30 March 2012

Epic dinners with weird Italian men...

When I was 21, I spent the summer in Germany playing in a rather unprofessional opera theater.  When we weren't getting drunk before rehearsals, we were traveling all over central Europe, which was a way cooler place to spend my summer than my usual haunts at that time of northern Illinois. Several friends and I took a road trip to northern Italy one extended weekend and ended up in a kooky restaurant in Milan that looked like it had been lifted right out of a Godfather movie.  The non English-speaking proprietress of our hotel (traditional European hotel, so there were two cots, a bidet, and a huge crucifix in each room; running toilets could be found down the hall with middle-aged men lurking nearby) suggested this place, and after a short game of charades, we managed to understand what the hell she was talking about.

This was back in the mid '90s, when Italy was still using the lira for currency and the American dollar traded very favorably. I think at the time $1 was 1,000 lira, which just made everything in my wallet feel like Monopoly money.  Even though we were poor students, we ate like queens all over Europe.  So, we had been sent to what looked like a rather fancy restaurant.  There was no sign over the one subtly placed door we could find, but when we knocked and mentioned our landlady's name, they let us in.  The restaurant was mainly one sparsely decorated room with a few small tables and a few very long tables, barely lit, and adjoined itself to what looked like a massive kitchen.  At 6pm (Midwestern dinnertime!), we were the only ones in the place except for a small army of impeccably dressed waitstaff.  There were five of us, clearly American, young women, and about ten of them.  We were seated at a comically long table in the center of the room and spent the evening being fawned over, flirted with, and given free stuff.  There was no menu (the first time I ever experienced this), but we were promised that we could trust the chefs to take good care of us.

I don't remember every course of that meal exactly, but I do remember that I ate a lot of amazing food, slowly and with great fascination, and I remember the pride with which each dish was set before us.  That was the first time I had ever even considered the genius of cantaloupe wrapped in prosciutto, the first time I was served a salad after the main course(s), the first time pasta was not the main course, and the first time I had limoncello. There were at least minimum of seven courses that night, and the meal took us over four hours to complete.  It was truly an education in northern Italian dining (and living), and it may have been the incident that really sparked my fascination with great food and local traditions.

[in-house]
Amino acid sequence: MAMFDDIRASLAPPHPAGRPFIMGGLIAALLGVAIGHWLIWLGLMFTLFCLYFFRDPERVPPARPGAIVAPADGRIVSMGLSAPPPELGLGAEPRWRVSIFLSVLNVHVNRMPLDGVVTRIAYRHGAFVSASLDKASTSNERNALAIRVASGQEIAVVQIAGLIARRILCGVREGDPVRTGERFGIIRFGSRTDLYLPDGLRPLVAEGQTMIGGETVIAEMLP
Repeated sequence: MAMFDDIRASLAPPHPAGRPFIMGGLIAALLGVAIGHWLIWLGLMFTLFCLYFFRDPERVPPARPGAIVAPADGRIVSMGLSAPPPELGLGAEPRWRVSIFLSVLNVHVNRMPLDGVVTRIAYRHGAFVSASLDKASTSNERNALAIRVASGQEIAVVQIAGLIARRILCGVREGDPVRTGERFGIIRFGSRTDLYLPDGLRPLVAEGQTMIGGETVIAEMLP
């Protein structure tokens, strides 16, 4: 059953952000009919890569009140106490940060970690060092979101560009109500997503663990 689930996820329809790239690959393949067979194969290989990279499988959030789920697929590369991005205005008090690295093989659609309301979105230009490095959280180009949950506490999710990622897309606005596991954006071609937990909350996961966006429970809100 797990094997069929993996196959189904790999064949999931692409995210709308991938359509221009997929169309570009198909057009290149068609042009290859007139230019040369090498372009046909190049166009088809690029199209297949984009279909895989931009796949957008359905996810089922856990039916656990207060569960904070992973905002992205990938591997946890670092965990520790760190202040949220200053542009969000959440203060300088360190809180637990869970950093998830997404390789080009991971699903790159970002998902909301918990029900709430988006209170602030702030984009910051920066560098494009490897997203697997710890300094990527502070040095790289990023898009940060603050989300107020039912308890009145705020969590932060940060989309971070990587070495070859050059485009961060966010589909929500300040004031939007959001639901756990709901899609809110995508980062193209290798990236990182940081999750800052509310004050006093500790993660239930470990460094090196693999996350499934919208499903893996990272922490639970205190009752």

I am preparing a (much more modest) Italian-inspired feast for friends, and while there is no way to recreate the otherworldly experience of eating in Milan with two personal waiters assigned to me, I keep thinking back to the bounty of flavors, colors, and textures I enjoyed that night; the perfectly paired, beautifully ripe local foods on each plate; and the utter joy we all experienced in spending time slowly appreciating our food and each other's company.  What could be a better way to spend an evening with friends?  I have appreciated the time it has taken me to research things like putting together a well-paired cheese platter, creating an interesting, unique salad, and figuring out what the hell I can serve with limoncello.

The menu

Cheese plate served with salad: fresh goat cheese, sliced parmigiano reggiano, smoked almonds, mixed olives, and a salad of braised radishes in orange butter over mixed greens (recipe coming soon).  


Main courses: platter of mixed roasted vegetables tossed with lime juice, olive oil, garlic, salt, capers, and crushed red pepper; homemade linguine with arrabiata sauce.


Dessert: homemade limoncello (our guests') with dark chocolate and shortbread.  (But if you wanted to get fancy, I also found a great idea in this pistachio and almond cake with orange salad.)